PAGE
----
87. Section 4.12 of the APA provides:
4.12 Additional Documents and Further Assurances. Each party hereto, at the request of another party hereto, shall execute and deliver such other instruments and do and perform such other acts and things as may be necessary or desirable for effecting completely the consummation of this Agreement and the transactions contemplated herein.
88. The parties to the APA intended for the APA to transfer the business, including the copyrights, to Santa Cruz. As the successor-in-interest to Santa Cruz, SCO alleges that it is the current owner of the business, including the copyrights. In the alternative, if it is determined that the APA did not effectuate the transfer intended by the parties to the APA, Novell must take the actions necessary to effectuate that transaction in order to comply with Sections 1.7(c), 4.9, and 4.12 of the APA....

THIRD CLAIM FOR RELIEF
(Alternative Breach-of-Contract Claim Seeking Specific Performance)

101. SCO re-alleges and incorporates all prior paragraphs as if fully set forth herein.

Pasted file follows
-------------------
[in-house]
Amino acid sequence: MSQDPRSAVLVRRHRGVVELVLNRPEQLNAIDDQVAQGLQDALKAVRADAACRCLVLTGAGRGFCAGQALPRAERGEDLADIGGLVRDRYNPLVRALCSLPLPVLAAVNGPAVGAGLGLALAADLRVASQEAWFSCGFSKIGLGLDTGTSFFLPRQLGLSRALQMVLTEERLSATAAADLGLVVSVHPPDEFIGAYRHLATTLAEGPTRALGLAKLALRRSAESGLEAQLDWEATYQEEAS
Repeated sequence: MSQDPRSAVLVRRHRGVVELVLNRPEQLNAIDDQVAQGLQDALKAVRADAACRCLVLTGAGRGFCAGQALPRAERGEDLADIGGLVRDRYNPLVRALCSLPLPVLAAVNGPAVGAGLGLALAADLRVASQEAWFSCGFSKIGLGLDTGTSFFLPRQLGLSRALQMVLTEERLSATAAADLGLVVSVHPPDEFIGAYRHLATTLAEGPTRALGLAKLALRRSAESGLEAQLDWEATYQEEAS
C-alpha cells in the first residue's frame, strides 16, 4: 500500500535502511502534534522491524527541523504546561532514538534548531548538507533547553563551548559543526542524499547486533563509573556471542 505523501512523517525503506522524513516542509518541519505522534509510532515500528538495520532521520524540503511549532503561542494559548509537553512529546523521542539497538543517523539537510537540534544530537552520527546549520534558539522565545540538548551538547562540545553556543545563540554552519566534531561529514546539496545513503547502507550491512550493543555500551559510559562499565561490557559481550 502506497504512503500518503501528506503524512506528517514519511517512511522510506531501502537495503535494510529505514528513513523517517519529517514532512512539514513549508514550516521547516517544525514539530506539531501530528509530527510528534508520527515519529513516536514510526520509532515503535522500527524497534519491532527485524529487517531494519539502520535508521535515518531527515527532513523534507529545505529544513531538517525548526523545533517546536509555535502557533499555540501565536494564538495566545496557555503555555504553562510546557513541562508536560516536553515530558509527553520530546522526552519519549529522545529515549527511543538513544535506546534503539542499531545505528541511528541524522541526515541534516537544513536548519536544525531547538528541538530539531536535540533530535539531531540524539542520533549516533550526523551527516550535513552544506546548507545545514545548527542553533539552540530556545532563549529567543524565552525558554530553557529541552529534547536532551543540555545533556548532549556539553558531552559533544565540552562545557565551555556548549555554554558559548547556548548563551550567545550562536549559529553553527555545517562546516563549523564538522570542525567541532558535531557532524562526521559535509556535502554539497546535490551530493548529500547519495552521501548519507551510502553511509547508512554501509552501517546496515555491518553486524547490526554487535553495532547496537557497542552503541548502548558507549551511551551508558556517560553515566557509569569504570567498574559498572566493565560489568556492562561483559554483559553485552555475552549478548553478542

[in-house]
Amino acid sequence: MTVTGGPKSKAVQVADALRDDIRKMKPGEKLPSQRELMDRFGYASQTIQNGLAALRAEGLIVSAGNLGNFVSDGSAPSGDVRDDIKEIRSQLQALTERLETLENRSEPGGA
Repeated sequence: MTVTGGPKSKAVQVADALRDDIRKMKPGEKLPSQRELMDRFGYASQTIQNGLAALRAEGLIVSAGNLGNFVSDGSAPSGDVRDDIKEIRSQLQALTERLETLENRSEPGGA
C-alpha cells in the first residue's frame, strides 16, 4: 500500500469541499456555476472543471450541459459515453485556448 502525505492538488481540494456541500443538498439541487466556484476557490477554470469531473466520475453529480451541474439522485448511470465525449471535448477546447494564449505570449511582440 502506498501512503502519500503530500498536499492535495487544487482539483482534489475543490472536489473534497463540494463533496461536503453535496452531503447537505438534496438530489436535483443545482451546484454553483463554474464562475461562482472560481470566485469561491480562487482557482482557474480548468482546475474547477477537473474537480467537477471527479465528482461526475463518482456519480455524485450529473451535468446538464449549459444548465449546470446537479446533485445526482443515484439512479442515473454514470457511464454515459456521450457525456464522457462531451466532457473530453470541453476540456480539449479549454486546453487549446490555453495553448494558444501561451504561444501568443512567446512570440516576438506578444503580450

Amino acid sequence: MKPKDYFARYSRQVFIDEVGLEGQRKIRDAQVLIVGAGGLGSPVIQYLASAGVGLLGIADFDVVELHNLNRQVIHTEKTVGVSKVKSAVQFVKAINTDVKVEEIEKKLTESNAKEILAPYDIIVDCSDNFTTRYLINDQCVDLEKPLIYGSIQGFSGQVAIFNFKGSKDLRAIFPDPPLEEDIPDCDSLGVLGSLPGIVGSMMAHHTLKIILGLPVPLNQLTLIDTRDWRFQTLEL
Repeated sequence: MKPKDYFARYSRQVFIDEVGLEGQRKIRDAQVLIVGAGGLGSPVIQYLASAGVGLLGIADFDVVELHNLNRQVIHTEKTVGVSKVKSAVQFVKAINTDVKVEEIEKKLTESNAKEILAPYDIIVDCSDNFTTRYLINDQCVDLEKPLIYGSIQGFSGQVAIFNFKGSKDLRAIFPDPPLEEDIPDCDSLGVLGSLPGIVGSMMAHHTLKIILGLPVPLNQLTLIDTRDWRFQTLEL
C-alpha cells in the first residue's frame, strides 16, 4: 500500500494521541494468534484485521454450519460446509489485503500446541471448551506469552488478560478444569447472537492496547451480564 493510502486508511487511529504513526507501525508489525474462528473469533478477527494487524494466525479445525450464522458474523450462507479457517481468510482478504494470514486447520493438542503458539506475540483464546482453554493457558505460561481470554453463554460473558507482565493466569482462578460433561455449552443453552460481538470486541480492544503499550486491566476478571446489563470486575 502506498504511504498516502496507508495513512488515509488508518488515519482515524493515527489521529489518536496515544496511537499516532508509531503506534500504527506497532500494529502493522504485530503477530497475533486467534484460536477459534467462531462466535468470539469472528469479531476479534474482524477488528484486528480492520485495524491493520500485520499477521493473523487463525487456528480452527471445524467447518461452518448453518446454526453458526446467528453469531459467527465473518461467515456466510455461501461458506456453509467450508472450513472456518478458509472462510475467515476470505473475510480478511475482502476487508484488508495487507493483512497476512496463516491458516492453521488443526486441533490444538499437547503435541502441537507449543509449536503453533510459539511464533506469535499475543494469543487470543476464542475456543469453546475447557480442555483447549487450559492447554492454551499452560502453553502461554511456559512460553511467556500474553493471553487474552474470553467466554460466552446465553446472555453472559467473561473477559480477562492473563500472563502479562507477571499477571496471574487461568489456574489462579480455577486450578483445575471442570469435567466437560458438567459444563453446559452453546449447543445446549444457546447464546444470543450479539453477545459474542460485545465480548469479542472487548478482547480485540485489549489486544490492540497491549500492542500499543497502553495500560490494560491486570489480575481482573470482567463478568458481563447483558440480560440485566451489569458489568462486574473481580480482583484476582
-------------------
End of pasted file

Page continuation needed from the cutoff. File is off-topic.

102. UNIX and UnixWare, as well as the copyrights in UNIX and UnixWare, are unique and possess special value.

103. The intent of the parties to the APA, and the purpose and effect of the APA, were to transfer the UNIX and UnixWare business, including all copyrights, to SCO's predecessor in interest, Santa Cruz.

104. Under Sections 1.7(c), 4.9, and 4.12 of the APA, Novell is obligated to take all actions necessary to effectuate the purposes of the APA and consummate the transactions contemplated therein.

105. In its public statements, including its pleadings in this lawsuit, Novell has repeatedly claimed that the APA (even as amended) did not transfer the copyrights to SCO.

106. In its public statements, including its pleadings in this lawsuit, Novell has repeatedly claimed that, under the APA, it retained the right to take, or direct SCO to take, certain actions (such as waiving SCO's claims against IBM) that extinguish the value of the UNIX and UnixWare business.